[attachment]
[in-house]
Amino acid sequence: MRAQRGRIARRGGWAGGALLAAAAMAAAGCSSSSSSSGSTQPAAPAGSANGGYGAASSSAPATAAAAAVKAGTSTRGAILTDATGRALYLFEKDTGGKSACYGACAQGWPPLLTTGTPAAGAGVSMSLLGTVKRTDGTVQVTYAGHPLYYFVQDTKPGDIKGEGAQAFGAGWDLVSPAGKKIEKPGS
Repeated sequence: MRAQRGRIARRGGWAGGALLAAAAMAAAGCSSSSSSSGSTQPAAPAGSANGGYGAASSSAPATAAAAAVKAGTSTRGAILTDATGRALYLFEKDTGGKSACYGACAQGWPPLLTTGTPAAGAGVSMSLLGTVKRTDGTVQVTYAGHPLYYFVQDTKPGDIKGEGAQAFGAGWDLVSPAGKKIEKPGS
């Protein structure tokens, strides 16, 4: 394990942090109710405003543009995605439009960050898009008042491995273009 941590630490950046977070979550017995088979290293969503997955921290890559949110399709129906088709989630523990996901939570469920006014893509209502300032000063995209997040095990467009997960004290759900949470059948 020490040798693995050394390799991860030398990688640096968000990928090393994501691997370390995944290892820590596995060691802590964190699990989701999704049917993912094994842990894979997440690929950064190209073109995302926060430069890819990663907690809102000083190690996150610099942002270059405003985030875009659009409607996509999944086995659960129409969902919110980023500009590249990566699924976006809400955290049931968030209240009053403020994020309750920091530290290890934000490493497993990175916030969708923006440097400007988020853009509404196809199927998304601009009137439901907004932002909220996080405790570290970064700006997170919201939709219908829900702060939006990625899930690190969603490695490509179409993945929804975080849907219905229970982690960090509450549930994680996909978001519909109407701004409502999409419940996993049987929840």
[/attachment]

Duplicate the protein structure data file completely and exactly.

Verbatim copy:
[in-house]
Amino acid sequence: MRAQRGRIARRGGWAGGALLAAAAMAAAGCSSSSSSSGSTQPAAPAGSANGGYGAASSSAPATAAAAAVKAGTSTRGAILTDATGRALYLFEKDTGGKSACYGACAQGWPPLLTTGTPAAGAGVSMSLLGTVKRTDGTVQVTYAGHPLYYFVQDTKPGDIKGEGAQAFGAGWDLVSPAGKKIEKPGS
Repeated sequence: MRAQRGRIARRGGWAGGALLAAAAMAAAGCSSSSSSSGSTQPAAPAGSANGGYGAASSSAPATAAAAAVKAGTSTRGAILTDATGRALYLFEKDTGGKSACYGACAQGWPPLLTTGTPAAGAGVSMSLLGTVKRTDGTVQVTYAGHPLYYFVQDTKPGDIKGEGAQAFGAGWDLVSPAGKKIEKPGS
């Protein structure tokens, strides 16, 4: 394990942090109710405003543009995605439009960050898009008042491995273009 941590630490950046977070979550017995088979290293969503997955921290890559949110399709129906088709989630523990996901939570469920006014893509209502300032000063995209997040095990467009997960004290759900949470059948 020490040798693995050394390799991860030398990688640096968000990928090393994501691997370390995944290892820590596995060691802590964190699990989701999704049917993912094994842990894979997440690929950064190209073109995302926060430069890819990663907690809102000083190690996150610099942002270059405003985030875009659009409607996509999944086995659960129409969902919110980023500009590249990566699924976006809400955290049931968030209240009053403020994020309750920091530290290890934000490493497993990175916030969708923006440097400007988020853009509404196809199927998304601009009137439901907004932002909220996080405790570290970064700006997170919201939709219908829900702060939006990625899930690190969603490695490509179409993945929804975080849907219905229970982690960090509450549930994680996909978001519909109407701004409502999409419940996993049987929840």